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Priest's new film says physics help prove existence of God
By Makena Clawson
New stars shed light on the past. Credit: NASA, ESA and the Hubble Heritage Team.
New stars shed light on the past. Credit: NASA, ESA and the Hubble Heritage Team.

.- A new film by philosopher, priest and producer Father Robert Spitzer aims to integrate faith and reason by making the claim that God's existence can be proved through scientific evidence.

“We thought the whole story wasn’t being told in the media about the evidence for God from physics,” the Jesuit priest told CNA.

“We’re utterly convinced that the evidence from physics shows the existence of God and certainly does not take away from it.”

The 49-minute documentary, titled “Cosmic Origins,” features eight physicists who discuss the big bang theory, theories of modern physics, and eventually discuss the need for a creator.

Along with Fr. Spitzer, a former Gonzaga University President and founder of the Magis Center for Faith and Reason, the film features Michael Heller of the Vatican Observatory, Nobel Laureate Arno Penzias, and a slew of professors from Harvard and Cambridge.

In choosing the physicists for the film, Fr. Spitzer made sure that  every scientist was “absolutely top in their field, world class, they had to be a Nobel prize winner, a Templeton prize winner, or come from Harvard or Cambridge or from the top ranks of NASA.”

The scientists “come pretty much out of the closet,” and affirm that it is impossible for the universe to be random and without purpose, he said.

In the film, after discussing the Big Bang theory and affirming it scientifically, the physicists say there still must be a beginning or cause of the universe, even with theories of modern physics.

“When the universe was nothing, it could not have moved itself from nothing, something else had to do it, and that something else was a transcendent creator,” Fr. Spitzer said.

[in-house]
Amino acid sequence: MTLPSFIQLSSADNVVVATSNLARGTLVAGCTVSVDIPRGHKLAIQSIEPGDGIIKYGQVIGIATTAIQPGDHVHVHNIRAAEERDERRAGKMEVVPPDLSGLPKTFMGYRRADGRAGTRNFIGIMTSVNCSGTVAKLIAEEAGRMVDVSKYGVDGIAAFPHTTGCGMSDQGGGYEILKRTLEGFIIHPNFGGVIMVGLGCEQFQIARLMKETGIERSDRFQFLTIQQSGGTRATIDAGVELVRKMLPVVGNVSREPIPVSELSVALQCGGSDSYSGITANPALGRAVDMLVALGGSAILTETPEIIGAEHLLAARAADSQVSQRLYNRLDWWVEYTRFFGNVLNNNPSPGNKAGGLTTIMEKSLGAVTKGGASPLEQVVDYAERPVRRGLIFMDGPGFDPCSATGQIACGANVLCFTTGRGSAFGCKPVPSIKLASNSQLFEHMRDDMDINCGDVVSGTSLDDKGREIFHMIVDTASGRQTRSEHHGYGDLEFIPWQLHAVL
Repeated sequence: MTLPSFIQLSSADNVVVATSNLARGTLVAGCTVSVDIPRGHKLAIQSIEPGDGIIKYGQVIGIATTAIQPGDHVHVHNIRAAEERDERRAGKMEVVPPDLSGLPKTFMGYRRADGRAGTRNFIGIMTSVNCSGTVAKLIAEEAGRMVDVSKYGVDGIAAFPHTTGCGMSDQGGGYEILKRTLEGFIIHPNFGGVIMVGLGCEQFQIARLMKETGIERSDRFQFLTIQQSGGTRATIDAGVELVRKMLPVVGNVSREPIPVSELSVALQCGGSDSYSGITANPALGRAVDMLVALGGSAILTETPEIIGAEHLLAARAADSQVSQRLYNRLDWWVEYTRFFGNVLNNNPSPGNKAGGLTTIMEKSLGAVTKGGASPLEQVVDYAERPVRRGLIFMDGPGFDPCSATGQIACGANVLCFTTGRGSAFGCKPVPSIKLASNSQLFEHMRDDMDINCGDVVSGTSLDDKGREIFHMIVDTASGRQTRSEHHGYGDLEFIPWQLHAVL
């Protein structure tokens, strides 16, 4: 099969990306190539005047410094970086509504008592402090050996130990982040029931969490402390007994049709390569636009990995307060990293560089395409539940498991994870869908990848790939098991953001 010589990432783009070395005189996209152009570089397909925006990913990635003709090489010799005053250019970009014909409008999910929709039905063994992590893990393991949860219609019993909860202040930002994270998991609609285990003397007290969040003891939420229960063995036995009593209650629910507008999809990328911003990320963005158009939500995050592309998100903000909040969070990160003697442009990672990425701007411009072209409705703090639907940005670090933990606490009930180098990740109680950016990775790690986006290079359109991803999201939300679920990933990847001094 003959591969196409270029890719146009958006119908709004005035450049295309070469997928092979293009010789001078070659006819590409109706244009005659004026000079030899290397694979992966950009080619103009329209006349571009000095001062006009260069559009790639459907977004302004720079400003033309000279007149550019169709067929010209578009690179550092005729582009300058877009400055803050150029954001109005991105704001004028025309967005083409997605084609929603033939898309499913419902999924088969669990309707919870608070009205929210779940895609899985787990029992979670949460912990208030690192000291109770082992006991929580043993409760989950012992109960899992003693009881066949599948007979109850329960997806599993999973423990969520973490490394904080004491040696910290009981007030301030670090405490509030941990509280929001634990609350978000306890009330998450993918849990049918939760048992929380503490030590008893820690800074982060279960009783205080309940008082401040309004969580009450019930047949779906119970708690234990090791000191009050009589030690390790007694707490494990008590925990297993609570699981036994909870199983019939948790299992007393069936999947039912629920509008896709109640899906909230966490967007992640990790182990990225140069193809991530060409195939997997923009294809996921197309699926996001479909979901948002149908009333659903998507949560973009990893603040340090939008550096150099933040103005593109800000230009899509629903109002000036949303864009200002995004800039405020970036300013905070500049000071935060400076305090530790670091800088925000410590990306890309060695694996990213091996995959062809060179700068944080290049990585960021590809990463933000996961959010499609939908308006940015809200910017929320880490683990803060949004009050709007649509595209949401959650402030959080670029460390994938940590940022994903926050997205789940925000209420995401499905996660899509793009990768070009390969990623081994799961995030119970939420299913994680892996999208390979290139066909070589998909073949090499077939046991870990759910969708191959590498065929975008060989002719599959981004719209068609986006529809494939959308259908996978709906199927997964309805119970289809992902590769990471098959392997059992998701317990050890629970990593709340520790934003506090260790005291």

He claims that this creator would have to exist outside space and time because before the Big Bang, nothing existed, including space and time.

The film is available in two versions, the original documentary, and a Catholic version with additional features that help foster a deeper Catholic and philosophical understanding, the producer and Jesuit priest pointed out.

When asked if Catholics really need proof of God's existence, Fr. Spitzer discussed three different ways people process information.

“You have the analytical, the people who are high feelers, and the people who are high decision makers,” he said. “The high feelers do not really need this.”

He gave the example of people who are feelings-focused being able to see beauty in nature and know God exists without proof. Fr. Spitzer is not one of those people, he said, and along with other scientists,
philosophers and lawyers, he needs more explanation.

“It doesn’t mean you necessarily need proof, what it means is that you need evidence so that you can have some kind of independent extrinsic verification of God because, of course, you’re intuition is not going to push you over the line. This is about 35 percent of our population.”

His film aims to reach this group who do not consider the possibility of God's existence without scientific explanation.

“Cosmic Origins” is currently available on the Magis Center website and the Ignatius press website, and will be available on Amazon in mid-August. A parish screening program is also available for purchase on the “Cosmic Origins” website, www.cosmicoriginsfilm.com.


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